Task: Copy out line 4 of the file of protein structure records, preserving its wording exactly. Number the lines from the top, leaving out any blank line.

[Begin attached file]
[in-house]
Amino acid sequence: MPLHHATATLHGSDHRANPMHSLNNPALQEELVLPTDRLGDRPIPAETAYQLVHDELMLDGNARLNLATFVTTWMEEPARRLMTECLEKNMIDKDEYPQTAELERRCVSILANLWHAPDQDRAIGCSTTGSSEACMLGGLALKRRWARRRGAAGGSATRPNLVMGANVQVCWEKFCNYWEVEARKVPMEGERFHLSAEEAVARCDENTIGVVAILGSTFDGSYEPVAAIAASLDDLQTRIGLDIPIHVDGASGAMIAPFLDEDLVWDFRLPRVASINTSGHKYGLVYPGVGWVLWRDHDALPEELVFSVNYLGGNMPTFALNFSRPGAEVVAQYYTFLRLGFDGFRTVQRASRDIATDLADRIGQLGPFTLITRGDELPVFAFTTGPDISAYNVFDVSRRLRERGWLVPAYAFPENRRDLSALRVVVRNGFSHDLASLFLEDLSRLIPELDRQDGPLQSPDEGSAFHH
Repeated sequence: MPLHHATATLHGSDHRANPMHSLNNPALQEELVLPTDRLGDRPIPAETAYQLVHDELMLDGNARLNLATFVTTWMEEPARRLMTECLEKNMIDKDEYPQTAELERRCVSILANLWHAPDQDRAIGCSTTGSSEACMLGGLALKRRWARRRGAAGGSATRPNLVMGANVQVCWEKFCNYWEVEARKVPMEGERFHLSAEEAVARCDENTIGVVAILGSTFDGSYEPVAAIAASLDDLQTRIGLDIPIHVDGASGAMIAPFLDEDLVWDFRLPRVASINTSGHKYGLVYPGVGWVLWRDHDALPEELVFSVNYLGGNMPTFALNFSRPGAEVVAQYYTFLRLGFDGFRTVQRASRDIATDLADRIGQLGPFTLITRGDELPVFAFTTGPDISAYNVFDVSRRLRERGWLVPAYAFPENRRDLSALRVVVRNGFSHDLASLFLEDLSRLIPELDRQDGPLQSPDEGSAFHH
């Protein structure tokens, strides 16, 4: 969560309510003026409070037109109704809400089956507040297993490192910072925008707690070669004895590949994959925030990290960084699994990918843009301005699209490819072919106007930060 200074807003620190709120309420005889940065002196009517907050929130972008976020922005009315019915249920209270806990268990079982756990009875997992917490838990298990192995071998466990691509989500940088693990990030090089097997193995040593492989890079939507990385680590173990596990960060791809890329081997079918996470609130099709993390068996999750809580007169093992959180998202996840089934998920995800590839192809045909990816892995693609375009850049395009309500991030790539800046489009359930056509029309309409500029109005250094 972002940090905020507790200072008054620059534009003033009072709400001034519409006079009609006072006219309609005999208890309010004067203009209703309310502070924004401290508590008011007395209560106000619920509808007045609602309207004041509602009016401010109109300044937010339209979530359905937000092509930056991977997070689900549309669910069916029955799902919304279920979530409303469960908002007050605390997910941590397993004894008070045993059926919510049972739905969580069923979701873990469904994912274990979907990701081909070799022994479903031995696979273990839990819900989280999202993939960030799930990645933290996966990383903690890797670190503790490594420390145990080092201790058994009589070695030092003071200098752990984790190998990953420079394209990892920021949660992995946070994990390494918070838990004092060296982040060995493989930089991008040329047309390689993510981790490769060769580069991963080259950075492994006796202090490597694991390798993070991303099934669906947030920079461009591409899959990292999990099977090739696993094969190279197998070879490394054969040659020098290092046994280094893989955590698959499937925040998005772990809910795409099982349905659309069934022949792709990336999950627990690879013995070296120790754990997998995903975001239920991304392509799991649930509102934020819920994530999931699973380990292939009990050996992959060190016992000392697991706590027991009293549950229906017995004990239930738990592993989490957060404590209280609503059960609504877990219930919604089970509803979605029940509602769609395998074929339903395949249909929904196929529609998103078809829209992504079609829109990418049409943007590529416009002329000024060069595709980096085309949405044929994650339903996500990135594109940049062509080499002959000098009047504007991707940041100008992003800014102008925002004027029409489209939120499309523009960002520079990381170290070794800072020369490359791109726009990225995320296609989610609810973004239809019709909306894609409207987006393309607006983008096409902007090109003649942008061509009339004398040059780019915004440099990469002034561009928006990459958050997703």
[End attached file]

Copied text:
């Protein structure tokens, strides 16, 4: 969560309510003026409070037109109704809400089956507040297993490192910072925008707690070669004895590949994959925030990290960084699994990918843009301005699209490819072919106007930060 200074807003620190709120309420005889940065002196009517907050929130972008976020922005009315019915249920209270806990268990079982756990009875997992917490838990298990192995071998466990691509989500940088693990990030090089097997193995040593492989890079939507990385680590173990596990960060791809890329081997079918996470609130099709993390068996999750809580007169093992959180998202996840089934998920995800590839192809045909990816892995693609375009850049395009309500991030790539800046489009359930056509029309309409500029109005250094 972002940090905020507790200072008054620059534009003033009072709400001034519409006079009609006072006219309609005999208890309010004067203009209703309310502070924004401290508590008011007395209560106000619920509808007045609602309207004041509602009016401010109109300044937010339209979530359905937000092509930056991977997070689900549309669910069916029955799902919304279920979530409303469960908002007050605390997910941590397993004894008070045993059926919510049972739905969580069923979701873990469904994912274990979907990701081909070799022994479903031995696979273990839990819900989280999202993939960030799930990645933290996966990383903690890797670190503790490594420390145990080092201790058994009589070695030092003071200098752990984790190998990953420079394209990892920021949660992995946070994990390494918070838990004092060296982040060995493989930089991008040329047309390689993510981790490769060769580069991963080259950075492994006796202090490597694991390798993070991303099934669906947030920079461009591409899959990292999990099977090739696993094969190279197998070879490394054969040659020098290092046994280094893989955590698959499937925040998005772990809910795409099982349905659309069934022949792709990336999950627990690879013995070296120790754990997998995903975001239920991304392509799991649930509102934020819920994530999931699973380990292939009990050996992959060190016992000392697991706590027991009293549950229906017995004990239930738990592993989490957060404590209280609503059960609504877990219930919604089970509803979605029940509602769609395998074929339903395949249909929904196929529609998103078809829209992504079609829109990418049409943007590529416009002329000024060069595709980096085309949405044929994650339903996500990135594109940049062509080499002959000098009047504007991707940041100008992003800014102008925002004027029409489209939120499309523009960002520079990381170290070794800072020369490359791109726009990225995320296609989610609810973004239809019709909306894609409207987006393309607006983008096409902007090109003649942008061509009339004398040059780019915004440099990469002034561009928006990459958050997703």